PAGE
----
There’s a long-held Christmas tradition in Iceland of giving books – real, physical books – on Christmas Eve and staying up most of the night reading them. This beautiful tradition is part of the country’s Jolabokaflod, or “Yule Book Flood,” the end-of-the-year rush to buy, give, and read books.
It turns out that this small Nordic island nation, with a total population of just over 338,000 people, is inordinately literary. Icelanders love to read and write. Iceland “has more writers, more books published, and more books read, per head, than anywhere else in the world,” according to the BBC.
I thought of Iceland’s enviable Christmas book tradition this past Wednesday, when here, in San Miguel de Allende, Mexico, where I’m in the process of living happily-ever-after, like some character from a children’s book, we teachers at the after-school program where I volunteer, gave books to the children attending our last class for the year. Each child was able to choose two books for themselves, plus an extra book to give as a Christmas gift to a friend, out of three large bins of children’s books provided by the school’s director, Linda Curran.
I, too, was able to choose some books to give to the young children of the caretaker at the apartment complex where I live.
No sugary candy canes, no breakable plastic toys, these book-gifts, or the stories within them, will likely be indelibly engraved in the children’s minds for the rest of their lives. And, with luck, these Mexican kids will grow up to be book-lovers too.
As for me, I have a fresh stack of large-print books from San Miguel’s beloved Biblioteca on my bedside table to take me through the holidays. My personal Christmas tradition for some time now has been to stay in bed with a book, in my comfy flannel pj’s, all day on December 25th – reading and drinking sweet, milky, hot chai. This, to me, is luxury. Enviable. Bliss.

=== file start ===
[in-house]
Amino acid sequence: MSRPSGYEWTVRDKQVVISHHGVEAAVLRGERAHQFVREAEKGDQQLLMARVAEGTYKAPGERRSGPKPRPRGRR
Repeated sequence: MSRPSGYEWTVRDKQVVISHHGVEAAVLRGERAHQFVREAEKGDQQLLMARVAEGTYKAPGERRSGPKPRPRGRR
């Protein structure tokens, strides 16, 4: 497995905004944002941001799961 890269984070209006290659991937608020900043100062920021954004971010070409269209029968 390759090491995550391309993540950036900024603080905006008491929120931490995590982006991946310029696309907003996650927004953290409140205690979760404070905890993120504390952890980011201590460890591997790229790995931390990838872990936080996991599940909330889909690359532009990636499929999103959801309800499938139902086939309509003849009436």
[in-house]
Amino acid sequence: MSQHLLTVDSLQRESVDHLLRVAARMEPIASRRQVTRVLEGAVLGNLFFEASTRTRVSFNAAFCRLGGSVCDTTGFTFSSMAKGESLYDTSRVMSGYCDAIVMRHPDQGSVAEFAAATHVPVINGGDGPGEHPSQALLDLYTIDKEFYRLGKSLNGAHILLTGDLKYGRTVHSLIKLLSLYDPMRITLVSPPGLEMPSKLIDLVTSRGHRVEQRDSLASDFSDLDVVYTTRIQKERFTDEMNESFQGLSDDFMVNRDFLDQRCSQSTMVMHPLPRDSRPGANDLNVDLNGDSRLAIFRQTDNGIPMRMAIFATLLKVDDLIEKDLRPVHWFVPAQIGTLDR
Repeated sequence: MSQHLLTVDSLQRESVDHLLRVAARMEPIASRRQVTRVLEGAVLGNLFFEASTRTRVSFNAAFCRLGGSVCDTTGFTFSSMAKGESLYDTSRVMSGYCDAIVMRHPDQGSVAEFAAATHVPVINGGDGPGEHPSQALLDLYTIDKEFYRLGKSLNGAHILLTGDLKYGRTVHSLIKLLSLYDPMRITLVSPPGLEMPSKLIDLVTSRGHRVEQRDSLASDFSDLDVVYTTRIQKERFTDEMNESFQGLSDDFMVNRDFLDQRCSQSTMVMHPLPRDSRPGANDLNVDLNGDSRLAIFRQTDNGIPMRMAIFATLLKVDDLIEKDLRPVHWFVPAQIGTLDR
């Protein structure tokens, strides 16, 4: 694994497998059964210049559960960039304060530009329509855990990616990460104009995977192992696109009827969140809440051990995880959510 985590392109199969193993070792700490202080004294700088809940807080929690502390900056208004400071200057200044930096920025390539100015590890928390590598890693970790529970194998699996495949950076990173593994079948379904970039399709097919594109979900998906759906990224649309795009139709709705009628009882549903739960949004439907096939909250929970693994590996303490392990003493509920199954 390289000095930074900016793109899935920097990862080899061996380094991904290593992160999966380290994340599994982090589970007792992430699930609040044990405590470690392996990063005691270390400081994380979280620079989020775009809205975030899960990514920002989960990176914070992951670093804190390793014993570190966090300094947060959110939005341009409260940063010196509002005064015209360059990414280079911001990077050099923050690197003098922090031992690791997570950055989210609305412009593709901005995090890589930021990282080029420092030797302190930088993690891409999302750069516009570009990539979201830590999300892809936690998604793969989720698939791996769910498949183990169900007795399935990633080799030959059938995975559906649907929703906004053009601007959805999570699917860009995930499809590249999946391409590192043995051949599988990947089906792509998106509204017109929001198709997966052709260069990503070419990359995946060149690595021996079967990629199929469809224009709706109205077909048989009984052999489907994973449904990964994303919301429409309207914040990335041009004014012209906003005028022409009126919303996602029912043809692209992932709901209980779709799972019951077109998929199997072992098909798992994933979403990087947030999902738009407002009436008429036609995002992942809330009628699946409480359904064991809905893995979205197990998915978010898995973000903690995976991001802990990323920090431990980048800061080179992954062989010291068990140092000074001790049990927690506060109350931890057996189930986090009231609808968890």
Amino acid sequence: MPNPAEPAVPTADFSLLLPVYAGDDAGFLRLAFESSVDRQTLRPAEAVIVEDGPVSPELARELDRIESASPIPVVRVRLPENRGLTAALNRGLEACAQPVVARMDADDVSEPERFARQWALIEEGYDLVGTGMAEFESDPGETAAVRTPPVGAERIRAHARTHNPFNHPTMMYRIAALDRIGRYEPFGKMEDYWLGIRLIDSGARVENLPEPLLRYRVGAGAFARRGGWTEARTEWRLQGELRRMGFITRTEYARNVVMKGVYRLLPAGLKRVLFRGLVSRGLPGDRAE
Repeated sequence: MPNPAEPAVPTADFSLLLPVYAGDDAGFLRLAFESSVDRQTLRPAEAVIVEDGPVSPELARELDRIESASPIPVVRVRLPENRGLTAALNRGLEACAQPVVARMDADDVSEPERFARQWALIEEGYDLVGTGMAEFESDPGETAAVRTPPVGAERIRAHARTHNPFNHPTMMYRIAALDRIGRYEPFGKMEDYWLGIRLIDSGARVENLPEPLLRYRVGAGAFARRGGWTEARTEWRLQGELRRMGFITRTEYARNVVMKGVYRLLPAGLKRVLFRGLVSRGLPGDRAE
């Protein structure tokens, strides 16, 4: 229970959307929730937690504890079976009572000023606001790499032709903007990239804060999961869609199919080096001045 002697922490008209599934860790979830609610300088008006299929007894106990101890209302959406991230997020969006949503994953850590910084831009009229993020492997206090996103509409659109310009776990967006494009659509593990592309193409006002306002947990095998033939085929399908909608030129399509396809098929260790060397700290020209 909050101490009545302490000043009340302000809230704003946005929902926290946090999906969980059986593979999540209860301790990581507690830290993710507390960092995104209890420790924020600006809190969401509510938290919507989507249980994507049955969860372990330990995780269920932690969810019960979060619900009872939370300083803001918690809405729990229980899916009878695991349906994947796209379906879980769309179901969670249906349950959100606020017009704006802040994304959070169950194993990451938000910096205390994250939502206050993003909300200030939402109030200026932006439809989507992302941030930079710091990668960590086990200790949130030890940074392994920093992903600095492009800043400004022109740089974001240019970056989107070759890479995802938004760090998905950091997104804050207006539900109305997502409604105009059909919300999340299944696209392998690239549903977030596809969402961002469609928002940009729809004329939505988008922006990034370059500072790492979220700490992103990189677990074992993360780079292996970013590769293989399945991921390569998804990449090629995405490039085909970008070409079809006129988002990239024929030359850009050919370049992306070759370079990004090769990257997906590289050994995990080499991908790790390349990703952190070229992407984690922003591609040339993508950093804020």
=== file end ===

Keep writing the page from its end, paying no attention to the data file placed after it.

As always, I’ll pretend that my bed is a long beach chair beneath a wide umbrella stuck into a soft sandy beach somewhere far away. I’ll dive into my book (the books I’ve chosen to dive into this Christmas season are: Mohsin Hamid’s novel, The Reluctant Fundamentalist; Diane Ackerman’s WWII story, The Zookeeper’s Wife; and Anna Quindlen’s memoir, Lots of Candles, Plenty of Cake), and I’ll be whisked “lands away.”
Some of us in the so-called “Christian” world – a minority, to be sure – simply don’t fit into the ho-ho-ho, jingle-bell-y, merry/happy mold at this time of year. No matter how hard we try. We’ve learned the hard way that we’re no good at faking it. We know we’re no fun to be with. So, without a prescription for happy pills or a chilled jeroboam of merry-making bubbly, I for one know I’m better off with books.
American pastor, author, and activist John Pavlovitz, who has a widely read blog, “Stuff that Need to be Said,” addressed this Christmas-outlier-minority in his Christmas Eve post of last year, titled “To Those Who Struggle This Christmas.” This group of strugglers includes, of course, those who are heavy-hearted in this heavily freighted holiday season — those who are doing their best to cope with loss, for example, or alienation, illness, or pain, but are unable to live up to others’ expectations of merriment. If you, like me, are one of them, I’d urge you to read John’s post (www.johnpavlovitz.com ).
And I’d urge you, too, to dive into a good book (or two). And let it take you to a better place, “lands away.” Maybe as far as Iceland! In the words of my favorite American poet, Emily Dickinson:
There is no frigate like a book
to take us lands away
Nor any coursers like a page
of prancing poetry
This traverse may the poorest take
without oppress of toll
How frugal is the chariot
that bears the human soul.